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The Bank of England is dragging Britain to the brink of a debt crisis

Updated: Apr 17

Fairytale thinking from the Old Lady cannot mask the true scale of our impending economic catastrophe

British pounds

The relationship between raising interest rates and cutting inflation is a relatively simple one. Raising interest rates diminishes consumer demand by restricting the amount of money in consumers’ pockets.

Hike interest rates, mortgages get more expensive, people buy less on the back of credit. The recipe (and so-called remedy) was confirmed this week as the Bank of England signed off on an open-ended extension to historically high interest rates. Yet – as Andrew Bailey conceded – the bank cannot tell us how much more of this particular medicine we will need.

The reason is simple. As the Bank’s chief economist Huw Pill conceded, the solution to inflation is not under its control. The principal drivers of price rises today are geopolitical, the situation in the Middle East picking up where the war in Ukraine left off.

It could be then, that, absent change or consensus at the Monetary Policy Committee, interest rates stay at comparatively high levels for the foreseeable future. This is where I fear underappreciated economic danger – and serious danger at that.

By historic standards, rates of 5.25 per cent are by no means high. As the UK’s economy boomed in the 1980s, the rate never dropped below 8 per cent. Yet, a crucial difference exists between now and then. It is a difference that makes the bank’s current interest rate experiment dangerous. In my view, it is capable of triggering a crash of 2008 proportions.

The difference is our economy’s chronic indebtedness. At least since the financial crash, we have fuelled what economic growth we have had with cheap credit (alongside cheap imported labour, investment and goods).

As a result, our nation’s businesses and households are grotesquely indebted. 

Household debt has almost trebled since the 1980s. Meanwhile, British businesses are in debt to the tune of £1.4 trillion. Measured another way, their gross debt-to-earnings ratio is over 300 per cent. Before the millennium, it sat closer to 200 per cent.

Subtle changes in this rate can tell a powerful story about the state of the economy. But these are not little changes. The foundation of our economy has shifted in a generation. Our businesses are debt-laden like never before. Accordingly, they are particularly vulnerable to interest rises.

Firms across the country have outstanding loans that enabled critical investments at negligible interest. As loans on fixed rates expire, and begin to track the base rate they will join other variable rate loans and make highly leveraged businesses unviable.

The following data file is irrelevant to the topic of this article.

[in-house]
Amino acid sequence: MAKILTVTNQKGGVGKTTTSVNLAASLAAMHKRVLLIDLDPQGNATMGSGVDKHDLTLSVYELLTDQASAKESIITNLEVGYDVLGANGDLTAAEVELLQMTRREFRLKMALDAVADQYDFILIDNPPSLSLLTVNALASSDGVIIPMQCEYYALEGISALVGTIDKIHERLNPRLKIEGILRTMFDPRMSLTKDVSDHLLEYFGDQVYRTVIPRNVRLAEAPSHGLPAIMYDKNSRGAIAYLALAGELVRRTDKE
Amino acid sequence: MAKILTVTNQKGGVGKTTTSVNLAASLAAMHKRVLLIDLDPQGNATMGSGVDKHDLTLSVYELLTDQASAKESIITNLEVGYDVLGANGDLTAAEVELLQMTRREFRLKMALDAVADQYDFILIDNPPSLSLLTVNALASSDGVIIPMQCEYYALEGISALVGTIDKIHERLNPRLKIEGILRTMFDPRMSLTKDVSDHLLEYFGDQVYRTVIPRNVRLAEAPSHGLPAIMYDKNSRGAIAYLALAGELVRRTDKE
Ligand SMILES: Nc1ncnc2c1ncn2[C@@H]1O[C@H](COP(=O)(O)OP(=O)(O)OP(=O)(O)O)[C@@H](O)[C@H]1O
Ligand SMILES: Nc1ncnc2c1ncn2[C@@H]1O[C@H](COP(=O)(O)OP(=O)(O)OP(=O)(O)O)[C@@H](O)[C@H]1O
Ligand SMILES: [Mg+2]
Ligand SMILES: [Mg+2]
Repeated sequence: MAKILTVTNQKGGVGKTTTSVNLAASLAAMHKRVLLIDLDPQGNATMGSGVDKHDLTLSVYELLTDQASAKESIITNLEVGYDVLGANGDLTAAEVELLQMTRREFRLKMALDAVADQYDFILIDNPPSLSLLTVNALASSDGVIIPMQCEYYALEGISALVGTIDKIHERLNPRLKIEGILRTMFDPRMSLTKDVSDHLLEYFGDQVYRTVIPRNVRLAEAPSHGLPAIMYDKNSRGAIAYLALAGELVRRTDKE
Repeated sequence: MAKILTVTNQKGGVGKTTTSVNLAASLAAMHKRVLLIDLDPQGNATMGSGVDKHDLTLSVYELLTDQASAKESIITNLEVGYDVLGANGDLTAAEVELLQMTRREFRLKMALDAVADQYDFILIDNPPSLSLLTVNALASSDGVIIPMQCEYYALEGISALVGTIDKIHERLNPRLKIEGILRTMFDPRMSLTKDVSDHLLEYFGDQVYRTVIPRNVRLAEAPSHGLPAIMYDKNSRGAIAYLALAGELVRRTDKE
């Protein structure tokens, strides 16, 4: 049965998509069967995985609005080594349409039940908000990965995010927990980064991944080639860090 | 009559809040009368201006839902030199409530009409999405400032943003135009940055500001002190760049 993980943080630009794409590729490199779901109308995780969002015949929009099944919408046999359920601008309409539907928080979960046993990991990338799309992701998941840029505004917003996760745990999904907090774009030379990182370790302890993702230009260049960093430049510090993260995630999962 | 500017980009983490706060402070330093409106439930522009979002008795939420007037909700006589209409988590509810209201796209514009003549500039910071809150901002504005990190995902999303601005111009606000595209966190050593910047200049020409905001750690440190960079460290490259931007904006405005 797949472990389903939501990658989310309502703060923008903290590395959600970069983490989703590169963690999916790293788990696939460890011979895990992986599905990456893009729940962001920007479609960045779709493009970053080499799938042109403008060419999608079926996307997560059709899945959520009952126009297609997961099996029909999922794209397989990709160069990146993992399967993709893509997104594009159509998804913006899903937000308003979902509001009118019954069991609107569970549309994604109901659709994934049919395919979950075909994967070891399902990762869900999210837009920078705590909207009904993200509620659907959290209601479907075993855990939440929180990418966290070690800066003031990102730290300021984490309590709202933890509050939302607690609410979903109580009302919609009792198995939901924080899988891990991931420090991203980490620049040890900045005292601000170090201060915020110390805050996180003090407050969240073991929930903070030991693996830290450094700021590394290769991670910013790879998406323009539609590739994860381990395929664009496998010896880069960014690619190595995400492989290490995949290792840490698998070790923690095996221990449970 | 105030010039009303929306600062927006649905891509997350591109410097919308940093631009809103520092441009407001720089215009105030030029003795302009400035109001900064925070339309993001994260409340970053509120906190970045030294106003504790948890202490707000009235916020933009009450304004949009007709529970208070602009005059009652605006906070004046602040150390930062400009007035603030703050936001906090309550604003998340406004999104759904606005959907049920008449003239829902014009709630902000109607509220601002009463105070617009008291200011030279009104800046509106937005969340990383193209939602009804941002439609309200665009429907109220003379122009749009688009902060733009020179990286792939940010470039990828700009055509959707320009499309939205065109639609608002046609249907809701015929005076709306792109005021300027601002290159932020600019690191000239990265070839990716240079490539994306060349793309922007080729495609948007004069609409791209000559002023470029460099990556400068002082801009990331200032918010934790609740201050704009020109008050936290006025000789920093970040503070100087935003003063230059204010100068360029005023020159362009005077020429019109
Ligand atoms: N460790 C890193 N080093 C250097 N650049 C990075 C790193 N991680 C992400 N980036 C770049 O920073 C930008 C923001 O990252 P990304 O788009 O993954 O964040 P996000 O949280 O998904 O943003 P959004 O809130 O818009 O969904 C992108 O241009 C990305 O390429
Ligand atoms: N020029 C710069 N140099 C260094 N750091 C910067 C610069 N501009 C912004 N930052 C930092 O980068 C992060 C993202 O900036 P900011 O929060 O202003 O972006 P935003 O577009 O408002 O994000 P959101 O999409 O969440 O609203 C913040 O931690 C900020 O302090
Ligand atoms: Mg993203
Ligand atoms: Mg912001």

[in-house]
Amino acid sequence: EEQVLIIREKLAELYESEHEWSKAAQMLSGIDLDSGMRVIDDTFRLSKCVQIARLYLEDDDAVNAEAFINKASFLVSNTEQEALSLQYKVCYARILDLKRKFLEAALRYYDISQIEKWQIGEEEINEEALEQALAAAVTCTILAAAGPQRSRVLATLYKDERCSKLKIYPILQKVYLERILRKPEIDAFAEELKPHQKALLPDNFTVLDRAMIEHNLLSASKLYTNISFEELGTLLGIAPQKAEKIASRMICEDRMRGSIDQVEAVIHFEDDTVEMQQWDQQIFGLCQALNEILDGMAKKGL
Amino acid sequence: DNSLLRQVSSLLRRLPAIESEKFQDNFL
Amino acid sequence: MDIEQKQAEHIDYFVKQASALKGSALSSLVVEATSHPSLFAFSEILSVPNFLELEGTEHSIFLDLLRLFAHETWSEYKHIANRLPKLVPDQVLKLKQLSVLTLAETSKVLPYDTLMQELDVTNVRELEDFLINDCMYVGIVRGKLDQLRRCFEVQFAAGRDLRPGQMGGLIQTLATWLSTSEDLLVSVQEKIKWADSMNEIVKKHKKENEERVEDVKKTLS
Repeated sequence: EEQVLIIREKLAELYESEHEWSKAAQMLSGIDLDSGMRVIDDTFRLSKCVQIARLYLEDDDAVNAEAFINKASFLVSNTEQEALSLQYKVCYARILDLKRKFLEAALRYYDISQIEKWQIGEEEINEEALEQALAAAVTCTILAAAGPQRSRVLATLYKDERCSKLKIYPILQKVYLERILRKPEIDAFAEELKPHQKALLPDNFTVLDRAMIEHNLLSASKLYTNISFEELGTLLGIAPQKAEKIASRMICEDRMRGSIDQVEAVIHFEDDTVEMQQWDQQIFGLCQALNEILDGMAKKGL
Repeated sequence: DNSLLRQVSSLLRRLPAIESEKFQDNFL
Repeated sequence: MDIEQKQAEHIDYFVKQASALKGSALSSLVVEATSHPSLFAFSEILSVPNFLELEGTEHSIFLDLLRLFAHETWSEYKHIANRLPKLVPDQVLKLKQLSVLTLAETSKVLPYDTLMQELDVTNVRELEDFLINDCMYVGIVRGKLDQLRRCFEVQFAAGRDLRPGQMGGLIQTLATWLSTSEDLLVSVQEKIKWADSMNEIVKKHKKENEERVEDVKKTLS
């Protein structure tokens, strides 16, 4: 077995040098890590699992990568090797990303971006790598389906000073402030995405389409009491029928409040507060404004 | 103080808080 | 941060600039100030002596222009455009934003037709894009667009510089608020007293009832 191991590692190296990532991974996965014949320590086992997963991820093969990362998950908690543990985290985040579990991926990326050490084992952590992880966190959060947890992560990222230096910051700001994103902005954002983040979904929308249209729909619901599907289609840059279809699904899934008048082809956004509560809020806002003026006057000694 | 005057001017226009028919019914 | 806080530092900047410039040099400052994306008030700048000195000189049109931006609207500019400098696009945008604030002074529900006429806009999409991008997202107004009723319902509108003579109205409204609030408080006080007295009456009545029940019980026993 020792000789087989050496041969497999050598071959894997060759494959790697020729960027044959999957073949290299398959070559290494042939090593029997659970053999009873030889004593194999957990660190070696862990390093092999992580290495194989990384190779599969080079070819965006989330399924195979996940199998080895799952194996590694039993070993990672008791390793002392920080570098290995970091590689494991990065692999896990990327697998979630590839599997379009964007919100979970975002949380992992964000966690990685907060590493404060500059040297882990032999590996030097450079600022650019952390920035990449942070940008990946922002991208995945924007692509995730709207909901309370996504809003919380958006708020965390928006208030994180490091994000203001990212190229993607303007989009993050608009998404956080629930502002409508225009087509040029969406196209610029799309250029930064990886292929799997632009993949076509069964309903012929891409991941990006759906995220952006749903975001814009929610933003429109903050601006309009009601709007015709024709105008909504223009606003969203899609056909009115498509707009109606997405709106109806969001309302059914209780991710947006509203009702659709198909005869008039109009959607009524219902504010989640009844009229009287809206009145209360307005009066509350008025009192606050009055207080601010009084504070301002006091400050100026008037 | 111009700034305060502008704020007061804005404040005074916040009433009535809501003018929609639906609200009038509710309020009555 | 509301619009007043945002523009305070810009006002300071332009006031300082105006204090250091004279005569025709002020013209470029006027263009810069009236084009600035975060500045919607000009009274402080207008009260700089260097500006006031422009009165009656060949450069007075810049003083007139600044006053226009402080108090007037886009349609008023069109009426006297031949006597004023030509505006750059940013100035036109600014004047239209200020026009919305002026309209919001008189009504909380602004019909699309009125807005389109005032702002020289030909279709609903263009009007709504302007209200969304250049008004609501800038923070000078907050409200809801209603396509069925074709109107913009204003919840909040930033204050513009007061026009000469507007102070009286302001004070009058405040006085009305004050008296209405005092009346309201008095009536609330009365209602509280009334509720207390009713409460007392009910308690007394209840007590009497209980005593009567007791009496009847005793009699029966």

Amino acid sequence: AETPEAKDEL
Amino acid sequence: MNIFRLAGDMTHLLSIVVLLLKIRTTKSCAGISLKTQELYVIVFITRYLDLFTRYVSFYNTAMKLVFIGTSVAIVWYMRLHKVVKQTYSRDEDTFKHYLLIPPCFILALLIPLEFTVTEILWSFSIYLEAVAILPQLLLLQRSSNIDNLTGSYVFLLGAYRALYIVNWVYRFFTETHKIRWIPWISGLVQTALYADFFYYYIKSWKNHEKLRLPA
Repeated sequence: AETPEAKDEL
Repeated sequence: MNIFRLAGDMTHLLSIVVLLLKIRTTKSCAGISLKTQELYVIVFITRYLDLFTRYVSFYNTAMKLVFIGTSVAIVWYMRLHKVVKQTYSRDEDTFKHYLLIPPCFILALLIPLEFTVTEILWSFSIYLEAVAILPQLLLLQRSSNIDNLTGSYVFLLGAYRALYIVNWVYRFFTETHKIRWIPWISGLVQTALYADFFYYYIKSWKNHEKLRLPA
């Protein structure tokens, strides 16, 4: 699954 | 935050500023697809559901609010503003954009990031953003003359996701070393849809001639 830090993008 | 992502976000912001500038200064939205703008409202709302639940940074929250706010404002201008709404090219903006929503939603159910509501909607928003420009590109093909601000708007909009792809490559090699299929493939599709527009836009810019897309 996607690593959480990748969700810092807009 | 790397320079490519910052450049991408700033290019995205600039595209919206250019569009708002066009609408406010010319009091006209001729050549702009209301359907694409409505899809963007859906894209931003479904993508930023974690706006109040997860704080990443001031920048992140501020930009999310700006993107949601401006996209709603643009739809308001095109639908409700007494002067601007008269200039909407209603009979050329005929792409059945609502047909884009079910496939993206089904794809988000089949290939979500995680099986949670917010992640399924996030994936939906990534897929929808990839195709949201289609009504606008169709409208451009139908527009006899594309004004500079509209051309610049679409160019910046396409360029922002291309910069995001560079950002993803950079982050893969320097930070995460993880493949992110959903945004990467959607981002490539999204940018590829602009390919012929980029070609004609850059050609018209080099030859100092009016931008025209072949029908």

All this has a very real impact. According to insolvency specialist Begbies Traynor, nearly 50,000 UK businesses are in “critical” financial distress. The number of firms in this position was up 26 per cent in the fourth quarter of 2023. The third quarter was itself a 25 per cent rise from the second.

The Bank of England, however, tells a different, Panglossian story. In its Financial Stability Report, published in December, the Bank has simply replaced the graph that featured UK companies’ gross debt-to-earnings ratio with a kinder measure. While it acknowledges the risk that highly leveraged businesses pose to the economy, it affords itself a relatively clean bill of health.

Andrew Bailey might be right. Interest rates might – with relatively minor damage – tame inflation and allow the economy to reset on a sounder footing. But he might be wrong.

Imagine, briefly, that the situation in the Middle East grows worse, with more interruption to shipping. That the war in Ukraine rumbles along into yet another winter of interrupted gas supplies. That Donald Trump – as the polls suggest – is re-elected and that he uses his first year in office to finally turn off the taps of cheap dumped Chinese goods that have decimated American manufacturing.

These factors would see inflation stay persistently high. Andrew Bailey has made clear that if it does, interest rates will stay where they are. And more and more businesses structured around the cheap credit of the 2010s will spend more and more servicing their debts. Households who bought houses on huge mortgages will face more and more of a squeeze. Throw into this the undeniable instability caused by our crazy system of fractional reserve banking and it is not hard to see the potential for real economic carnage right around the corner.

At some point, removing gloomy graphs from reports isn’t going to cover the cracks in our economy. All economics might be educated guesswork based on some shaky assumptions but at some point, the public deserves to see the plan B. The Bank needs to come clean: what happens if inflation stays high? What price is too high to maintain its current interest rate strategy? And what happens if this all ends in tears?

Phillip Ullmann is an investor and businessman who for 20 years ran one of the UK’s largest employment agencies.

Credit: The Telegraph, 7 February 2024


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